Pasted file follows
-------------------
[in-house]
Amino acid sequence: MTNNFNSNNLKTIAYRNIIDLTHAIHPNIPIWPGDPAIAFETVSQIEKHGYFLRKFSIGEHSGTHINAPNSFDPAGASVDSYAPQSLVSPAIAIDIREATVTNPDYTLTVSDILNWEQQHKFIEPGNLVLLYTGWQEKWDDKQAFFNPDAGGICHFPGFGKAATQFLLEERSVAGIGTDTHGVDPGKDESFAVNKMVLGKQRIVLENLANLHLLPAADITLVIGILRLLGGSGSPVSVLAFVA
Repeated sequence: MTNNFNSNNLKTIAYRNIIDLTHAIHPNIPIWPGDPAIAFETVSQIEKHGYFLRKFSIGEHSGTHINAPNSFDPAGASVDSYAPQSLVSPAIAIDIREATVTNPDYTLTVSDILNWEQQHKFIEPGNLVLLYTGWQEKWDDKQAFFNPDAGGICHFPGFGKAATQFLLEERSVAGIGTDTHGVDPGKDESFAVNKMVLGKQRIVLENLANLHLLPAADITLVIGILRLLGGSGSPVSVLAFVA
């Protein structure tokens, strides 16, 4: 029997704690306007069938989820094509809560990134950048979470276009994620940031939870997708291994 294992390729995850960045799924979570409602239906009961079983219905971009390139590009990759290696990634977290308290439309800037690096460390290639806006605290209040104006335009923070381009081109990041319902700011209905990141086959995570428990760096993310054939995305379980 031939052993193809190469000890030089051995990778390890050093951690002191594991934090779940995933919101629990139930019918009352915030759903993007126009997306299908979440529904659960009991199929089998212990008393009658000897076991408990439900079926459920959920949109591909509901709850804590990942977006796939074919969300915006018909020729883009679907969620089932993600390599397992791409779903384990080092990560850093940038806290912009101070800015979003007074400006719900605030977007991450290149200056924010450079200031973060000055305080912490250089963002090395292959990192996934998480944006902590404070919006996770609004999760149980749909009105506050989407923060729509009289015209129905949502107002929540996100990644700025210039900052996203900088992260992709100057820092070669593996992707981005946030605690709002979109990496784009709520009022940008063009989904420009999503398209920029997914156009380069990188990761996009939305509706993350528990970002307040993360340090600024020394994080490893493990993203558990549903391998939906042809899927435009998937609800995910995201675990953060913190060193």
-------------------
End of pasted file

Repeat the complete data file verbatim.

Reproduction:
[in-house]
Amino acid sequence: MTNNFNSNNLKTIAYRNIIDLTHAIHPNIPIWPGDPAIAFETVSQIEKHGYFLRKFSIGEHSGTHINAPNSFDPAGASVDSYAPQSLVSPAIAIDIREATVTNPDYTLTVSDILNWEQQHKFIEPGNLVLLYTGWQEKWDDKQAFFNPDAGGICHFPGFGKAATQFLLEERSVAGIGTDTHGVDPGKDESFAVNKMVLGKQRIVLENLANLHLLPAADITLVIGILRLLGGSGSPVSVLAFVA
Repeated sequence: MTNNFNSNNLKTIAYRNIIDLTHAIHPNIPIWPGDPAIAFETVSQIEKHGYFLRKFSIGEHSGTHINAPNSFDPAGASVDSYAPQSLVSPAIAIDIREATVTNPDYTLTVSDILNWEQQHKFIEPGNLVLLYTGWQEKWDDKQAFFNPDAGGICHFPGFGKAATQFLLEERSVAGIGTDTHGVDPGKDESFAVNKMVLGKQRIVLENLANLHLLPAADITLVIGILRLLGGSGSPVSVLAFVA
């Protein structure tokens, strides 16, 4: 029997704690306007069938989820094509809560990134950048979470276009994620940031939870997708291994 294992390729995850960045799924979570409602239906009961079983219905971009390139590009990759290696990634977290308290439309800037690096460390290639806006605290209040104006335009923070381009081109990041319902700011209905990141086959995570428990760096993310054939995305379980 031939052993193809190469000890030089051995990778390890050093951690002191594991934090779940995933919101629990139930019918009352915030759903993007126009997306299908979440529904659960009991199929089998212990008393009658000897076991408990439900079926459920959920949109591909509901709850804590990942977006796939074919969300915006018909020729883009679907969620089932993600390599397992791409779903384990080092990560850093940038806290912009101070800015979003007074400006719900605030977007991450290149200056924010450079200031973060000055305080912490250089963002090395292959990192996934998480944006902590404070919006996770609004999760149980749909009105506050989407923060729509009289015209129905949502107002929540996100990644700025210039900052996203900088992260992709100057820092070669593996992707981005946030605690709002979109990496784009709520009022940008063009989904420009999503398209920029997914156009380069990188990761996009939305509706993350528990970002307040993360340090600024020394994080490893493990993203558990549903391998939906042809899927435009998937609800995910995201675990953060913190060193």